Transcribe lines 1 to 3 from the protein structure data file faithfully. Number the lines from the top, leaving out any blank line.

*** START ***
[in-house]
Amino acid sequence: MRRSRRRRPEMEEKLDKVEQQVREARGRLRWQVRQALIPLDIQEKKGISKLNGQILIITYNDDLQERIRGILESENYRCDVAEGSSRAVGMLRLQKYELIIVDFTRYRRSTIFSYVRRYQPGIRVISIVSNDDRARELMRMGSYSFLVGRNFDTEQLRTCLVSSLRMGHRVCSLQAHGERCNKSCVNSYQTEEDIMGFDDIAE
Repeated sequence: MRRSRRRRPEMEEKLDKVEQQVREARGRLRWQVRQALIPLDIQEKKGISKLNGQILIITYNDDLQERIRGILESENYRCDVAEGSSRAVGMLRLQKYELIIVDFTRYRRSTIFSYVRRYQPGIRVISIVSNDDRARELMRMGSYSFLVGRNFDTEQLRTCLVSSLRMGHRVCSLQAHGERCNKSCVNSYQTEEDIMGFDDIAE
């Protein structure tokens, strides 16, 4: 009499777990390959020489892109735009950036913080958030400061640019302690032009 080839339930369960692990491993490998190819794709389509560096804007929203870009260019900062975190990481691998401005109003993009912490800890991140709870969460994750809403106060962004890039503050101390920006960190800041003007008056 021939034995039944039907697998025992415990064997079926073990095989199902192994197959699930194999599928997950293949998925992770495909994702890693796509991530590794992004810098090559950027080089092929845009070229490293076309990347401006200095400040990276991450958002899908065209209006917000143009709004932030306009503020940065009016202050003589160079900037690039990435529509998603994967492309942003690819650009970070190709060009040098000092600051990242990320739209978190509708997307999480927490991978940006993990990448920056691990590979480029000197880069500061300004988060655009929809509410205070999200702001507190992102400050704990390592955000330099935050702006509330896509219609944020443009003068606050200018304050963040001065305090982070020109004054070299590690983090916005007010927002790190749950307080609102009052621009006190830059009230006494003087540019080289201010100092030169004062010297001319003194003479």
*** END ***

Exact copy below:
[in-house]
Amino acid sequence: MRRSRRRRPEMEEKLDKVEQQVREARGRLRWQVRQALIPLDIQEKKGISKLNGQILIITYNDDLQERIRGILESENYRCDVAEGSSRAVGMLRLQKYELIIVDFTRYRRSTIFSYVRRYQPGIRVISIVSNDDRARELMRMGSYSFLVGRNFDTEQLRTCLVSSLRMGHRVCSLQAHGERCNKSCVNSYQTEEDIMGFDDIAE
Repeated sequence: MRRSRRRRPEMEEKLDKVEQQVREARGRLRWQVRQALIPLDIQEKKGISKLNGQILIITYNDDLQERIRGILESENYRCDVAEGSSRAVGMLRLQKYELIIVDFTRYRRSTIFSYVRRYQPGIRVISIVSNDDRARELMRMGSYSFLVGRNFDTEQLRTCLVSSLRMGHRVCSLQAHGERCNKSCVNSYQTEEDIMGFDDIAE